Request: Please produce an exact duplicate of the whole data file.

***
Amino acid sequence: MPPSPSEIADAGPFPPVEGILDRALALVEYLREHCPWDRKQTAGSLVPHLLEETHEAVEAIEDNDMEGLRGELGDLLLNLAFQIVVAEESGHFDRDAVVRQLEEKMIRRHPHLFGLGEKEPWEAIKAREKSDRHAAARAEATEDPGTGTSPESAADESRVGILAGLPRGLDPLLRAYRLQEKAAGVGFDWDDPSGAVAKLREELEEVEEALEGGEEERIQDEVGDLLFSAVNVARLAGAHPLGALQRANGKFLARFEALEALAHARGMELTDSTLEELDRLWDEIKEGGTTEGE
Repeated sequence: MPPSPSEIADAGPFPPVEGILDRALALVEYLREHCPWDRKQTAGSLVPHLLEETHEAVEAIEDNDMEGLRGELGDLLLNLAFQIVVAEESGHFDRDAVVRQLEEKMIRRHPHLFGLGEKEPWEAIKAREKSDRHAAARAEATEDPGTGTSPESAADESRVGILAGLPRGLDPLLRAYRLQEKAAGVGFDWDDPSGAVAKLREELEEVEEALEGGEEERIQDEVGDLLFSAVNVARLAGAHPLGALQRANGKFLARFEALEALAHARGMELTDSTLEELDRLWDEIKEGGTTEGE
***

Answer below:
Amino acid sequence: MPPSPSEIADAGPFPPVEGILDRALALVEYLREHCPWDRKQTAGSLVPHLLEETHEAVEAIEDNDMEGLRGELGDLLLNLAFQIVVAEESGHFDRDAVVRQLEEKMIRRHPHLFGLGEKEPWEAIKAREKSDRHAAARAEATEDPGTGTSPESAADESRVGILAGLPRGLDPLLRAYRLQEKAAGVGFDWDDPSGAVAKLREELEEVEEALEGGEEERIQDEVGDLLFSAVNVARLAGAHPLGALQRANGKFLARFEALEALAHARGMELTDSTLEELDRLWDEIKEGGTTEGE
Repeated sequence: MPPSPSEIADAGPFPPVEGILDRALALVEYLREHCPWDRKQTAGSLVPHLLEETHEAVEAIEDNDMEGLRGELGDLLLNLAFQIVVAEESGHFDRDAVVRQLEEKMIRRHPHLFGLGEKEPWEAIKAREKSDRHAAARAEATEDPGTGTSPESAADESRVGILAGLPRGLDPLLRAYRLQEKAAGVGFDWDDPSGAVAKLREELEEVEEALEGGEEERIQDEVGDLLFSAVNVARLAGAHPLGALQRANGKFLARFEALEALAHARGMELTDSTLEELDRLWDEIKEGGTTEGE